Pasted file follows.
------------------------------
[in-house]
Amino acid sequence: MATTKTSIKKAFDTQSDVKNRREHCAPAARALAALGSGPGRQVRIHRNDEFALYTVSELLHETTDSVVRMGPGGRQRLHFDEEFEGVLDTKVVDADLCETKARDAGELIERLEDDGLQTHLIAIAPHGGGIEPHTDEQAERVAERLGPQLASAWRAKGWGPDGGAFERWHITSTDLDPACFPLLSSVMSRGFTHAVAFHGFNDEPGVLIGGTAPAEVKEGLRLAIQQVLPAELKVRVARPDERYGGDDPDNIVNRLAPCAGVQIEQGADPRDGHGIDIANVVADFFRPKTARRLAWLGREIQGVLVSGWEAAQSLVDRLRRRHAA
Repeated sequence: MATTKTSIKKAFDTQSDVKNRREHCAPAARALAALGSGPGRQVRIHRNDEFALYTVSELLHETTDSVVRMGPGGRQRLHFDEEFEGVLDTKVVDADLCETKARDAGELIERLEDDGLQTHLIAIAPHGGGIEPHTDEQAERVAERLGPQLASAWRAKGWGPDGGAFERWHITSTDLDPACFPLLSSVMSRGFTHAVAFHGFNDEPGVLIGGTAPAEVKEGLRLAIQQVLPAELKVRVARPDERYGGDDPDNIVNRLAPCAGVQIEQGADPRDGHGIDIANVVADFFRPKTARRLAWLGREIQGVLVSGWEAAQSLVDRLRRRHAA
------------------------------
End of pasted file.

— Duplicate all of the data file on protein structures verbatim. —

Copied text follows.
[in-house]
Amino acid sequence: MATTKTSIKKAFDTQSDVKNRREHCAPAARALAALGSGPGRQVRIHRNDEFALYTVSELLHETTDSVVRMGPGGRQRLHFDEEFEGVLDTKVVDADLCETKARDAGELIERLEDDGLQTHLIAIAPHGGGIEPHTDEQAERVAERLGPQLASAWRAKGWGPDGGAFERWHITSTDLDPACFPLLSSVMSRGFTHAVAFHGFNDEPGVLIGGTAPAEVKEGLRLAIQQVLPAELKVRVARPDERYGGDDPDNIVNRLAPCAGVQIEQGADPRDGHGIDIANVVADFFRPKTARRLAWLGREIQGVLVSGWEAAQSLVDRLRRRHAA
Repeated sequence: MATTKTSIKKAFDTQSDVKNRREHCAPAARALAALGSGPGRQVRIHRNDEFALYTVSELLHETTDSVVRMGPGGRQRLHFDEEFEGVLDTKVVDADLCETKARDAGELIERLEDDGLQTHLIAIAPHGGGIEPHTDEQAERVAERLGPQLASAWRAKGWGPDGGAFERWHITSTDLDPACFPLLSSVMSRGFTHAVAFHGFNDEPGVLIGGTAPAEVKEGLRLAIQQVLPAELKVRVARPDERYGGDDPDNIVNRLAPCAGVQIEQGADPRDGHGIDIANVVADFFRPKTARRLAWLGREIQGVLVSGWEAAQSLVDRLRRRHAA